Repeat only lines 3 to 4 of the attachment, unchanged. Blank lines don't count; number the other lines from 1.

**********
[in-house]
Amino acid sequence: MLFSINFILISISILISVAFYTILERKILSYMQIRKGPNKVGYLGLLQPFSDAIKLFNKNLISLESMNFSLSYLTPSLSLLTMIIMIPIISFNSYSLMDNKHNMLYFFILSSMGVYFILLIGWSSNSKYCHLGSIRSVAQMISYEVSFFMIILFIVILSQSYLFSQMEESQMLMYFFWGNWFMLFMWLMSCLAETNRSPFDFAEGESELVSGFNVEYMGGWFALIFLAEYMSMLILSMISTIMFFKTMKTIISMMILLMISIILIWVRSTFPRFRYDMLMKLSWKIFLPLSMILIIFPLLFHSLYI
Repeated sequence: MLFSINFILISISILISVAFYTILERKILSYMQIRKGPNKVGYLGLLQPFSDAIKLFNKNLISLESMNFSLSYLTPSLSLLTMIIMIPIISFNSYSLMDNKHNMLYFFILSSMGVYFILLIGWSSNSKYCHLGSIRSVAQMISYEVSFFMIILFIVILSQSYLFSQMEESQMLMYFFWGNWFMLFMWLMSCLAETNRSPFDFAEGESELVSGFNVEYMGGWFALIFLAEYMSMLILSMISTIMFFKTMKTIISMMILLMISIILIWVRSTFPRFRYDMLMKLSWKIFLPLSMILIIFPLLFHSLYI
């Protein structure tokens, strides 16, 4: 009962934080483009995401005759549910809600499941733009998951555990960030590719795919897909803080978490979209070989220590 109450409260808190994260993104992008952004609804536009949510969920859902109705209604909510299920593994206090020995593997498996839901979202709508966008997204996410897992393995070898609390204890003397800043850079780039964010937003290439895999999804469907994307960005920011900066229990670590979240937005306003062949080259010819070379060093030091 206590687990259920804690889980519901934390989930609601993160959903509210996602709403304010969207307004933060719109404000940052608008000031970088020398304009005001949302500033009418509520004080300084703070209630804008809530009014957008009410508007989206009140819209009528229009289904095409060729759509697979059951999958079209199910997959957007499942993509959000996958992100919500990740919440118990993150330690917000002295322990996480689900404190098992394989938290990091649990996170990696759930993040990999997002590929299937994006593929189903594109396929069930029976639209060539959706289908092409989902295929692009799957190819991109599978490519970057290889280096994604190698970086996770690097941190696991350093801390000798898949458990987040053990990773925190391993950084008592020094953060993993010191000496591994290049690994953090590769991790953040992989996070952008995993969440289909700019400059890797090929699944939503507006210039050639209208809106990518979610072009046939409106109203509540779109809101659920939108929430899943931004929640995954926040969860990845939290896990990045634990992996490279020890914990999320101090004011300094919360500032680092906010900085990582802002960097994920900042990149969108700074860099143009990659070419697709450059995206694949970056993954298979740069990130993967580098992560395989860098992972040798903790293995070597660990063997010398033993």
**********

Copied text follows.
Repeated sequence: MLFSINFILISISILISVAFYTILERKILSYMQIRKGPNKVGYLGLLQPFSDAIKLFNKNLISLESMNFSLSYLTPSLSLLTMIIMIPIISFNSYSLMDNKHNMLYFFILSSMGVYFILLIGWSSNSKYCHLGSIRSVAQMISYEVSFFMIILFIVILSQSYLFSQMEESQMLMYFFWGNWFMLFMWLMSCLAETNRSPFDFAEGESELVSGFNVEYMGGWFALIFLAEYMSMLILSMISTIMFFKTMKTIISMMILLMISIILIWVRSTFPRFRYDMLMKLSWKIFLPLSMILIIFPLLFHSLYI
């Protein structure tokens, strides 16, 4: 009962934080483009995401005759549910809600499941733009998951555990960030590719795919897909803080978490979209070989220590 109450409260808190994260993104992008952004609804536009949510969920859902109705209604909510299920593994206090020995593997498996839901979202709508966008997204996410897992393995070898609390204890003397800043850079780039964010937003290439895999999804469907994307960005920011900066229990670590979240937005306003062949080259010819070379060093030091 206590687990259920804690889980519901934390989930609601993160959903509210996602709403304010969207307004933060719109404000940052608008000031970088020398304009005001949302500033009418509520004080300084703070209630804008809530009014957008009410508007989206009140819209009528229009289904095409060729759509697979059951999958079209199910997959957007499942993509959000996958992100919500990740919440118990993150330690917000002295322990996480689900404190098992394989938290990091649990996170990696759930993040990999997002590929299937994006593929189903594109396929069930029976639209060539959706289908092409989902295929692009799957190819991109599978490519970057290889280096994604190698970086996770690097941190696991350093801390000798898949458990987040053990990773925190391993950084008592020094953060993993010191000496591994290049690994953090590769991790953040992989996070952008995993969440289909700019400059890797090929699944939503507006210039050639209208809106990518979610072009046939409106109203509540779109809101659920939108929430899943931004929640995954926040969860990845939290896990990045634990992996490279020890914990999320101090004011300094919360500032680092906010900085990582802002960097994920900042990149969108700074860099143009990659070419697709450059995206694949970056993954298979740069990130993967580098992560395989860098992972040798903790293995070597660990063997010398033993």